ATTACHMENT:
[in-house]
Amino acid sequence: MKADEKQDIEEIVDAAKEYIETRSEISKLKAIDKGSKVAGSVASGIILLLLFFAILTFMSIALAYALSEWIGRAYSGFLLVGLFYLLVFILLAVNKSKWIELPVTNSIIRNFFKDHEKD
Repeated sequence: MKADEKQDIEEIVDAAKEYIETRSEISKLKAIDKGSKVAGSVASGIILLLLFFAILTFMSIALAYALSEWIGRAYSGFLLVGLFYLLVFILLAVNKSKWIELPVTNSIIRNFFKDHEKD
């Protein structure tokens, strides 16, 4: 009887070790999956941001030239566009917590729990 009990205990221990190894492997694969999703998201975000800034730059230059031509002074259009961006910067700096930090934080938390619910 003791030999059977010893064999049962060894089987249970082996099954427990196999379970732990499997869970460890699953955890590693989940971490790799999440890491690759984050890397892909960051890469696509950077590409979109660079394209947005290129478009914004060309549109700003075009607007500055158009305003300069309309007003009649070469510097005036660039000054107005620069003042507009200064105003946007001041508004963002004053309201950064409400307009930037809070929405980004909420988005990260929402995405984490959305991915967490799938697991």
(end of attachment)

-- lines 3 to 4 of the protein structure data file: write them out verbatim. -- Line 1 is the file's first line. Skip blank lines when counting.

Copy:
Repeated sequence: MKADEKQDIEEIVDAAKEYIETRSEISKLKAIDKGSKVAGSVASGIILLLLFFAILTFMSIALAYALSEWIGRAYSGFLLVGLFYLLVFILLAVNKSKWIELPVTNSIIRNFFKDHEKD
């Protein structure tokens, strides 16, 4: 009887070790999956941001030239566009917590729990 009990205990221990190894492997694969999703998201975000800034730059230059031509002074259009961006910067700096930090934080938390619910 003791030999059977010893064999049962060894089987249970082996099954427990196999379970732990499997869970460890699953955890590693989940971490790799999440890491690759984050890397892909960051890469696509950077590409979109660079394209947005290129478009914004060309549109700003075009607007500055158009305003300069309309007003009649070469510097005036660039000054107005620069003042507009200064105003946007001041508004963002004053309201950064409400307009930037809070929405980004909420988005990260929402995405984490959305991915967490799938697991």